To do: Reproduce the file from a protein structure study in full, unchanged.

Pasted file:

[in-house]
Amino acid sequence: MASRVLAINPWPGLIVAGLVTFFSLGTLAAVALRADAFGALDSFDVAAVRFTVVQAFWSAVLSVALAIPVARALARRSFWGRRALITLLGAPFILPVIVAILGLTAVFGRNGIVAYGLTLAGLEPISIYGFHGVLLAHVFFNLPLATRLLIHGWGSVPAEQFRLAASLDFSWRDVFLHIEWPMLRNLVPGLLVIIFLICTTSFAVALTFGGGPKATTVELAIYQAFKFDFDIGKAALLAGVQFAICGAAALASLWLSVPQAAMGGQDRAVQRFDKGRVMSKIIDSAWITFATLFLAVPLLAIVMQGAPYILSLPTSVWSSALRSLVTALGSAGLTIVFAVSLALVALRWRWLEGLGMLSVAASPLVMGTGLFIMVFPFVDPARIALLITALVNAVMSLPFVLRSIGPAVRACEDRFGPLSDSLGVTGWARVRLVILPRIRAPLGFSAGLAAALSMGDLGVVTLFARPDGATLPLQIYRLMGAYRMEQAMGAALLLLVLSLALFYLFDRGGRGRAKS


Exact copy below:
[in-house]
Amino acid sequence: MASRVLAINPWPGLIVAGLVTFFSLGTLAAVALRADAFGALDSFDVAAVRFTVVQAFWSAVLSVALAIPVARALARRSFWGRRALITLLGAPFILPVIVAILGLTAVFGRNGIVAYGLTLAGLEPISIYGFHGVLLAHVFFNLPLATRLLIHGWGSVPAEQFRLAASLDFSWRDVFLHIEWPMLRNLVPGLLVIIFLICTTSFAVALTFGGGPKATTVELAIYQAFKFDFDIGKAALLAGVQFAICGAAALASLWLSVPQAAMGGQDRAVQRFDKGRVMSKIIDSAWITFATLFLAVPLLAIVMQGAPYILSLPTSVWSSALRSLVTALGSAGLTIVFAVSLALVALRWRWLEGLGMLSVAASPLVMGTGLFIMVFPFVDPARIALLITALVNAVMSLPFVLRSIGPAVRACEDRFGPLSDSLGVTGWARVRLVILPRIRAPLGFSAGLAAALSMGDLGVVTLFARPDGATLPLQIYRLMGAYRMEQAMGAALLLLVLSLALFYLFDRGGRGRAKS